Singapore Airlines Group has raised SGD850 million Singapore dollars (USD632 million) via a convertible bond issue placed with a range of institutional investors, it announced on November 13.

The Singapore Airlines (SQ, Singapore Changi) parent said that the offer was more than four times oversubscribed and, as a result, it was increased from an initially mooted SGD750 million (USD557 million) to SGD850 million together with more attractive terms for the airline.

The five-year bonds will carry a coupon rate of 1.625% and can be converted into ordinary shares at a price of SGD5.743 (USD4.268), which was 45.8% above the price when markets closed on November 12. Proceeds will be used to fund operations, capital expenditures, and debt payments.

“This issuance further strengthens the company’s liquidity position and bolsters its ability to navigate the challenges posed by the impact of the Covid-19 pandemic on the business,” Singapore Airlines said in its statement. It added that “positive discussions have also taken place on aircraft sale-and-leaseback transactions, and the company will continue to explore other means to further strengthen our liquidity as necessary.”

The flag carrier, which is majority-owned by the government's Temasek Holdings, has now raised about SGD12.2 billion (USD9.1 billion) in liquidity since the start of the 2020/21 financial year in April. This consists of SGD8.8 billion (USD6.5 billion) from a Temasek-backed rights issue, SGD2 billion (USD1.5 billion) from secured financing, and a little over SGD500 million (USD370 million) from committed lines of credit and a short-term unsecured loan from financial institutions.

Including the new lines of credit, the company will continue to have access to more than SGD2.1 billion (USD1.56 billion) in committed credit lines, it said. It also has the option of raising up to SGD6.2 billion (USD4.6 billion) in additional mandatory convertible bonds, an option that would be supported by Temasek and can be activated until July 2021.

The announcement came a week after Singapore Airlines reported a record SGD2.34 billion (USD1.74 billion) net loss for the July-September quarter. Plunging passenger numbers due to Covid-19 pandemic saw revenues fall 81% to SGD783.8 million (USD582 million). Passenger capacity for the month of September was at 11% of the normal rate.

However, the loss also included an impairment charge of SGD1.333 billion (USD990 million) related to the withdrawal of 26 older aircraft, including two A319-100s, nine A320-200s, seven A380-800s, four B777-200(ER)s, and four B777-300s.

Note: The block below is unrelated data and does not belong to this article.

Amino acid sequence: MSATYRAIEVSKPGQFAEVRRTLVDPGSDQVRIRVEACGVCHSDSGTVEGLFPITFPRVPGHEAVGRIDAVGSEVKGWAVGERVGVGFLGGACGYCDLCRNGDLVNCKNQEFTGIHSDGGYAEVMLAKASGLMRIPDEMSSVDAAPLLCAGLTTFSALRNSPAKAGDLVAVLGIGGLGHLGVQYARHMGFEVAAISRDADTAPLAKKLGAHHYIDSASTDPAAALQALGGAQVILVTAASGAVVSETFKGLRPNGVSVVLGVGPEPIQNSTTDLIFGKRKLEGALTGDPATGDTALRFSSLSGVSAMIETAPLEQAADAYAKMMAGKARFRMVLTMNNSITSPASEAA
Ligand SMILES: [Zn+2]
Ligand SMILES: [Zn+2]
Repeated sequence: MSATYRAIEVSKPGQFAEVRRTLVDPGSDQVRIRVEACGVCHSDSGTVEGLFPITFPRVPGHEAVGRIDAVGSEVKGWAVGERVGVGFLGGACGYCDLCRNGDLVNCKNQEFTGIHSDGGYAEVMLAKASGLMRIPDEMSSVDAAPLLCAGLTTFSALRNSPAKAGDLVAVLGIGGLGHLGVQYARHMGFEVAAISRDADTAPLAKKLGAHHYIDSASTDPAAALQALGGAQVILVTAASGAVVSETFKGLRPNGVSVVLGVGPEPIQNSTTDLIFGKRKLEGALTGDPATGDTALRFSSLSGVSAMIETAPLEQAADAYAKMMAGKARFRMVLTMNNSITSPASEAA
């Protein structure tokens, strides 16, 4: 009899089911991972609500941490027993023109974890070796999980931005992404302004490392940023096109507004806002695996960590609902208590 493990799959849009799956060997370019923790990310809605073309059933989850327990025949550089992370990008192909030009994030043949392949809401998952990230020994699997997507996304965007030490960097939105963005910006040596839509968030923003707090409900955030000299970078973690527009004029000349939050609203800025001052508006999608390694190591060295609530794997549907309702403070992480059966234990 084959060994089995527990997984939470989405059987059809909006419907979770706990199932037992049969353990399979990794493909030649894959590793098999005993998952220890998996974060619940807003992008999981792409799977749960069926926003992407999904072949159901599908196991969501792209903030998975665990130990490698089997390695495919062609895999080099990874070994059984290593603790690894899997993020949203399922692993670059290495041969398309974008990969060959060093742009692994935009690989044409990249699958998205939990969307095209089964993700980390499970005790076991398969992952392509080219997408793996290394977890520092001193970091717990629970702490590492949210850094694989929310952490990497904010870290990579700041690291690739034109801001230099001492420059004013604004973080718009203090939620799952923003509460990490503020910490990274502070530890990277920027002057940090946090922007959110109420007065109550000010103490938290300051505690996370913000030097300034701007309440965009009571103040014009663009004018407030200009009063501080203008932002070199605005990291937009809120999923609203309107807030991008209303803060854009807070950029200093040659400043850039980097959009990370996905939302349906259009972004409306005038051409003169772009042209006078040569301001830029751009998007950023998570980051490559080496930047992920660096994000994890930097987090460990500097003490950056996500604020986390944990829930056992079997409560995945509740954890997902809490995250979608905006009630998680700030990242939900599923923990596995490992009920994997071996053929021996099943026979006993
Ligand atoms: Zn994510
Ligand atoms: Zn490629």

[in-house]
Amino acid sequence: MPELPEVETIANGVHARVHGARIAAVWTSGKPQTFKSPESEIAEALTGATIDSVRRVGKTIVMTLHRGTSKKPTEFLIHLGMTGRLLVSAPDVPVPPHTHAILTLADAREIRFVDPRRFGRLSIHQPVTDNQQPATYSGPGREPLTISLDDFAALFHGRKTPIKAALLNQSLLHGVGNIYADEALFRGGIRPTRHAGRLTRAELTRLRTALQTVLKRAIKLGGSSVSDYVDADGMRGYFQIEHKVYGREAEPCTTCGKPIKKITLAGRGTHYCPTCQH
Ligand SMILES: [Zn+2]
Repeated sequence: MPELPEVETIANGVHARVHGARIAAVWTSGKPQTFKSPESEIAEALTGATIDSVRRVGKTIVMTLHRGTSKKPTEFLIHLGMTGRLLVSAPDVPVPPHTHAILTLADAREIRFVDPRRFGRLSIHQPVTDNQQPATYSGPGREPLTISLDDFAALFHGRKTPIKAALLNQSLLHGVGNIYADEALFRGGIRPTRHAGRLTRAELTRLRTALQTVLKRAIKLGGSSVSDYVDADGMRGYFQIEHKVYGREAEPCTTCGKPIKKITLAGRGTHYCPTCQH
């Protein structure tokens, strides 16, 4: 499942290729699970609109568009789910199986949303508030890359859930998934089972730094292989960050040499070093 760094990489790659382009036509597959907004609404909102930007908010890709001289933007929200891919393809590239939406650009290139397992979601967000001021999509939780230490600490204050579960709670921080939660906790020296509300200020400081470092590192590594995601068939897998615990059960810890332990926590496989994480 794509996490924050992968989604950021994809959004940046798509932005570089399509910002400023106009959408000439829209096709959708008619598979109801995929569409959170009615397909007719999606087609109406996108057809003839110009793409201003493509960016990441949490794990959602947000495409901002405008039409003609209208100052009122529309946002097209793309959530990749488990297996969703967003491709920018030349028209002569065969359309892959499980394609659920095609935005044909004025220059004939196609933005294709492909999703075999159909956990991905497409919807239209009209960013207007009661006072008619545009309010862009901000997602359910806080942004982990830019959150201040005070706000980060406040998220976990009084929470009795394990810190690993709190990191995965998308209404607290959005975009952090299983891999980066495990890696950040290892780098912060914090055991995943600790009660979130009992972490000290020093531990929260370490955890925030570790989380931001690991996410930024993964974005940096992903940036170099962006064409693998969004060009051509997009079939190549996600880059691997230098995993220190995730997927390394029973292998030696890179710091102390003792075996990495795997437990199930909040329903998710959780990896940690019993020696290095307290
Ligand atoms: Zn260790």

Singapore Airlines Group has deferred its outstanding aircraft on order with Airbus and is in advanced talks with Boeing with the same aim, it said without providing numbers. The group “has concluded negotiations with Airbus on a revised aircraft delivery schedule incorporating deferrals for part of the aircraft on order,” while talks with Boeing are “at an advanced stage.”

According to the ch-aviation fleets advanced module, the mainline carrier currently has orders outstanding for nineteen A350-900s, twenty B777-9s, and twenty-nine B787-10s. Low-cost unit Scoot (TR, Singapore Changi) has twenty-nine A320-200neo and six A321-200neo on order together with three B787-8s, and two B787-9s.

Regional carrier SilkAir (SLK, Singapore Changi), which is to be integrated into Singapore Airlines over the coming years, has outstanding orders for thirty-one of the globally grounded B737-8s. Indian subsidiary Vistara (UK, Delhi International) has thirteen A320neo and four B787-9s on order.

As part of the SilkAir transition, the first B737-800 in Singapore Airlines livery is expected to enter into service in the first quarter of 2021. SilkAir has seventeen of the type in its fleet that will change to the mainline fleet, and the first one of these, 9V-MGA (msn 44217), emerged in Singapore Airlines livery on October 28. It has not been deployed on any routes since March 20 and remains at Singapore Changi, ch-aviation analysis of Flightradar24 ADS-B data shows.

9V-MGA was repainted in early September, Singapore Airlines Group confirmed to ch-aviation in late October, adding that it had not yet been switched to the Singapore Airlines Air Operator's Certificate (AOC).

Meanwhile, no more A330-300 schedules have been filed by Singapore Airlines through to the end of 2020, ch-aviation schedule analysis has revealed. It currently operates six of this type. On this issue, Singapore Airlines had not responded to ch-aviation's request for comment at the time of going to press.